On visiting them a year later I found them still well and happy. The excitement among the Koreans consequent on the Tong-hak rebellion and the war had left them unmolested. A Japanese regiment had encamped close to them, and, by permission, had drawn water from the well in their compound, and had shown them nothing but courtesy. Having in two years gained general confidence and good-will, they built a small bungalow just above the old native house, which has been turned into a very primitive orphanage.

The people were friendly and kind from the first. Those who were the earliest friends of the ladies are their staunchest friends now, and they knew them and their aims so well when they moved into their new house that it made no difference at all. Some go there to see the ladies, others to see the furni-ture or hear the organ, and a few to inquire about the '* Jesus doctrine." The "mission work" now consists of daily meet-ings for worship, classes for applicants for baptism, classes at night for those women who may not come out in the daytime, a Sunday school with an attendance of eighty, visiting among the people, and giving instruction in the country and surround-ing villages. About forty adults have professed Christianity, and regularly attend Christian worship.

I mention these facts not for the purpose of glorifying these ladies, who are simply doing their duty, but because they fall in with a theory of my own as to methods of mission work.

There is a very small Roman Catholic mission-house, seldom tenanted, between the two Fusans. In the province of Kyong-sang in which they are, there are Roman missions which claim 2,000 converts, and to promulgate Christianity in thirty towns and villages. There are two foreign priests, who spend most of the year in teaching in the provincial villages, living in Korean huts, in Korean fashion, on Korean food.

A coarse ocean with a distinct line of demarcation between the blue water of the Sea of Japan and the discoloration of the Yellow Sea, harsh, grim, rocky, brown islands, mostly unin-habited — two monotonously disagreeable days, more islands, muddier water, an estuary and junks, and on the third after-noon from Fusan the Higo Maru anchored in the roadstead of Chemulpo, the seaport of Seoul. This cannot pretend to be a harbor, indeed most of the roadstead, such as it is, is a slimy mud flat for much of the day, the tide rising and falling 36 feet. The anchorage, a narrow channel in the shallows, can accommodate five vessels of moderate size. Yet though the mud was eji evidence^ and the low hill behind the town was dull brown, and a drizzling rain was falling, I liked the look of Chemulpo better than I expected, and after becoming ac-quainted with it in various seasons and circumstances, I came to regard it with very friendly feelings. As seen from the roadstead, it is a collection of mean houses, mostly of wood, painted white, built along the edge of the sea and straggling up a verdureless hill, the whole extending for more than a mile from a low point on which are a few trees, crowned by the English Vice-Consulate, a comfortless and unworthy build-ing, to a hill on which are a large decorative Japanese tea-house, a garden, and a Shinto shrine. Salient features there are none, unless the house of a German merchant, an English church, the humble buildings of Bishop Corfe's mission on the hill, the large Japanese Consulate, and some new municipal buildings on a slope, may be considered such. As at Fusan, an English tide-waiter boarded the ship, and a foreign harbormaster berthed her, while a Japanese clerk gave the captain his orders.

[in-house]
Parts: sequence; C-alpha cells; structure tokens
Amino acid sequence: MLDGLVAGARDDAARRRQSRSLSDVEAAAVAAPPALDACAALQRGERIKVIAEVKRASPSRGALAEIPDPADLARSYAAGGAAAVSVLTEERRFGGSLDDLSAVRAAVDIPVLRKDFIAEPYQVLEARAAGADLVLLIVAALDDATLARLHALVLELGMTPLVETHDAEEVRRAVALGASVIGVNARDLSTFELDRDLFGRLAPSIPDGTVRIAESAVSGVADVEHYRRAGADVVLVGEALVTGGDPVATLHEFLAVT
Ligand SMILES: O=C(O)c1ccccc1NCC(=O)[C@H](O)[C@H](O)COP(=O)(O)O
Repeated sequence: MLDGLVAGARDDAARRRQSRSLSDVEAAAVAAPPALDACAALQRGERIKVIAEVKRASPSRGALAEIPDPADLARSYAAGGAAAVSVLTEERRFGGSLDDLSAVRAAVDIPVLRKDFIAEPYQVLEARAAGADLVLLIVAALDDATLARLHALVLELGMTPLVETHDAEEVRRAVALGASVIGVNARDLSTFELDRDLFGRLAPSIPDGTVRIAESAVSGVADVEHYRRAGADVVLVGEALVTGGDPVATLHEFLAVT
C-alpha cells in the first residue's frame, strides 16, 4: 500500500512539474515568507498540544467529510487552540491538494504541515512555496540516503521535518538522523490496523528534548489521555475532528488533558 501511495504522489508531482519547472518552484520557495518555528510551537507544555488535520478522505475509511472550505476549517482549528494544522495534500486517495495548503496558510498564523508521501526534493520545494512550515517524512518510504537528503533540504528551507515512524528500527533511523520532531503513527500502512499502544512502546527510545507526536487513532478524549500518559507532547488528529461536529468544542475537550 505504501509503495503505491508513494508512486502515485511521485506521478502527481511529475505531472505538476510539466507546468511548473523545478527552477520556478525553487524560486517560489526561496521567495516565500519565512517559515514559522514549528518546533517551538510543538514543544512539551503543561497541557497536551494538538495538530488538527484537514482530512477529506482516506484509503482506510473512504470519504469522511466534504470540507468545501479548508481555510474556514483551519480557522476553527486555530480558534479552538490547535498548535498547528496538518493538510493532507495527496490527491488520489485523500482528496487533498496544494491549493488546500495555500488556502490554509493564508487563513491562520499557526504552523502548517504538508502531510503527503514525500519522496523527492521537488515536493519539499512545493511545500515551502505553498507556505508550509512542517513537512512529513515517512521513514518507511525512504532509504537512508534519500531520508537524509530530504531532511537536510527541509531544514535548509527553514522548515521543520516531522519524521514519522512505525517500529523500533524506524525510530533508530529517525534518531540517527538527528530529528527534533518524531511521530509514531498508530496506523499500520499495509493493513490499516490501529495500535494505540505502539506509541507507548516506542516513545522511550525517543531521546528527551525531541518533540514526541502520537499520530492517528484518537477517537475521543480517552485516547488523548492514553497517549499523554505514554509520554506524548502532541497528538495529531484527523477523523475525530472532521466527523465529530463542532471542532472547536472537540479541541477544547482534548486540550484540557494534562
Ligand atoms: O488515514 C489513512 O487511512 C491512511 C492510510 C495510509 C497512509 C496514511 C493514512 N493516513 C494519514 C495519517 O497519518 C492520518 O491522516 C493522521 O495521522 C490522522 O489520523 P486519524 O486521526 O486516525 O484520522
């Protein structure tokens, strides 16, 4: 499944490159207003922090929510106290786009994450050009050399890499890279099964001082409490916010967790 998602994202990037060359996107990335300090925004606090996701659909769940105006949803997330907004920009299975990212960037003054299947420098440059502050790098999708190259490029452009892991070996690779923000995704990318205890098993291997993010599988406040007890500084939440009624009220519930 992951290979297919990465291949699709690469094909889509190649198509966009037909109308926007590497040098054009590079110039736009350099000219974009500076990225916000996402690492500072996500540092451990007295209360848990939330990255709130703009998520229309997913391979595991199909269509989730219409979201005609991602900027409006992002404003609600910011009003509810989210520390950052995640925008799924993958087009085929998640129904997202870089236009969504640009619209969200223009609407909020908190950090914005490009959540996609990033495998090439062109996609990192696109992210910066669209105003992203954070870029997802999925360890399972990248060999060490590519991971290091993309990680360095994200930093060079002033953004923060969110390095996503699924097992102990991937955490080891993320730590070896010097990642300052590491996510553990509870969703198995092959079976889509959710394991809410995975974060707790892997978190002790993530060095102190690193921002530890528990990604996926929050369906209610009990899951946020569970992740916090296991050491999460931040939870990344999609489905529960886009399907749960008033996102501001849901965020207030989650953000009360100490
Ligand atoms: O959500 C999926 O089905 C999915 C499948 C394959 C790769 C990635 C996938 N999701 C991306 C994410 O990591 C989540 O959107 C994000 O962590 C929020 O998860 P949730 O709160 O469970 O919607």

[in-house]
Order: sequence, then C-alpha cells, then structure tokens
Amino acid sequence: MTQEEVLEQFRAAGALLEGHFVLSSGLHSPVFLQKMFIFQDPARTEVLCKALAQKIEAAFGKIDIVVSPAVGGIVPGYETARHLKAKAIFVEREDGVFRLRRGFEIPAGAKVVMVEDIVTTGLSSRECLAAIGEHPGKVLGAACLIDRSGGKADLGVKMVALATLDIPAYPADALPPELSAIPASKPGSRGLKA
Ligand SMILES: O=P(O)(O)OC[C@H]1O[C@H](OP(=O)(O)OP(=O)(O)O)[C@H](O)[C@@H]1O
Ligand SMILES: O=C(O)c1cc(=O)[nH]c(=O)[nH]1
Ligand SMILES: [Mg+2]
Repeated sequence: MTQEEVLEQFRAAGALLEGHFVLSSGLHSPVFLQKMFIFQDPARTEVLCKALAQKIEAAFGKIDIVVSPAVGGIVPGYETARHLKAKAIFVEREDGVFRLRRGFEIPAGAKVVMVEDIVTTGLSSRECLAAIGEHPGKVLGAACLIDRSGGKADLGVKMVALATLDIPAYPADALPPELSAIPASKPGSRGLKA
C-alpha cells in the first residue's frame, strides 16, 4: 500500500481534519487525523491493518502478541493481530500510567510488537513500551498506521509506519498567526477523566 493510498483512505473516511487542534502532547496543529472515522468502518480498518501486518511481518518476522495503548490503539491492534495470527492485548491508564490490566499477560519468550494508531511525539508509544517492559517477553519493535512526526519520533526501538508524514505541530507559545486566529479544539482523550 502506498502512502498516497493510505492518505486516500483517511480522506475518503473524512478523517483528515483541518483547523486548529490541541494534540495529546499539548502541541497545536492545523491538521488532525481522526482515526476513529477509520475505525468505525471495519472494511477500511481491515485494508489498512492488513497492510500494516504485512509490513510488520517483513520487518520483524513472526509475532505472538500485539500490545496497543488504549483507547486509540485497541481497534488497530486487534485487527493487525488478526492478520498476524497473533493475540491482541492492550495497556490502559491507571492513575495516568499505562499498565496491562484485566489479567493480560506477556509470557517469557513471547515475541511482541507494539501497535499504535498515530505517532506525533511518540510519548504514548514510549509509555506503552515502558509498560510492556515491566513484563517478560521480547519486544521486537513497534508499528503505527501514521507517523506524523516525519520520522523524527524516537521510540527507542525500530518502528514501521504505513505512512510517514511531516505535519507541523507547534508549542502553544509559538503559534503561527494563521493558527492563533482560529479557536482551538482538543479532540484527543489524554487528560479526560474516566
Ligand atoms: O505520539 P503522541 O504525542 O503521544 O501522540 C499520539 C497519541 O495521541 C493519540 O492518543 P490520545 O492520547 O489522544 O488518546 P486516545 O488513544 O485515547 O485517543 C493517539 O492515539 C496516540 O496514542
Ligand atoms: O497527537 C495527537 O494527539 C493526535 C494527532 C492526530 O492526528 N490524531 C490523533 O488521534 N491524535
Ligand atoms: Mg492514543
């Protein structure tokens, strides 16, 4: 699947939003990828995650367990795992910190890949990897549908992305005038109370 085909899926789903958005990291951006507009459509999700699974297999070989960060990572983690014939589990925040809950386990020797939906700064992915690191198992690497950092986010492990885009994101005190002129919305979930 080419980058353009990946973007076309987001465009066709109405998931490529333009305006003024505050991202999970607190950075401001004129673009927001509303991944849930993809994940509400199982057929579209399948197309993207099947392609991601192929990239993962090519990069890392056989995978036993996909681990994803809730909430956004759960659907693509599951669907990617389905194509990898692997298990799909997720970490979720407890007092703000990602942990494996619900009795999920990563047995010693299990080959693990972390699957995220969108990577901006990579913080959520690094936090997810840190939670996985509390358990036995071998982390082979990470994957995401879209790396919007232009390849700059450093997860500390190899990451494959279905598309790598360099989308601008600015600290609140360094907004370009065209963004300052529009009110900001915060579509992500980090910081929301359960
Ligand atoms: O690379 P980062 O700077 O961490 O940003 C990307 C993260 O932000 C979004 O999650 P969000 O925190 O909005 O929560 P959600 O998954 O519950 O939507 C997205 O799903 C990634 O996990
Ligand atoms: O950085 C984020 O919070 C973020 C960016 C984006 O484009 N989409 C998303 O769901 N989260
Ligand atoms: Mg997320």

Mr. Wilkinson, the acting British Vice-Consul, came off for me, and entertained me then and on two subsequent occasions with great hospitality, but as the Vice-Consailate had at that time no guest-room, I slept at a Chinese inn, known as ** Steward's," kept by Itai, an honest and helpful man who does all he can to make his guests comfortable, and partially succeeds. This inn is at the corner of the main street of the Chinese quarter, in a very lively position, as it also looks down the main street of the Japanese settlement. The Chinese set-tlement is solid, with a hsuidsome y amen and guild hall, and rows of thriving and substantial shops. Busy and noisy with the continual letting off of crackers and beating of drums and gongs, the Chinese were obviously far ahead of the Japanese in trade. They had nearly a monopoly of the foreign '* cus-tom " ; their large "houses" in Chemulpo had branches in Seoul, and if there were any foreign requirement which they could not meet, they procured the article from Shanghai with-out loss of time. The haulage of freight to Seoul was in their hands, and the market gardening, and much besides. Late into the night they were at work, and they used the roadway for drying hides and storing kerosene tins and packing cases. Scarcely did the noise of night cease when the din of morning began. To these hard-working and money-making people rest seemed a superfluity.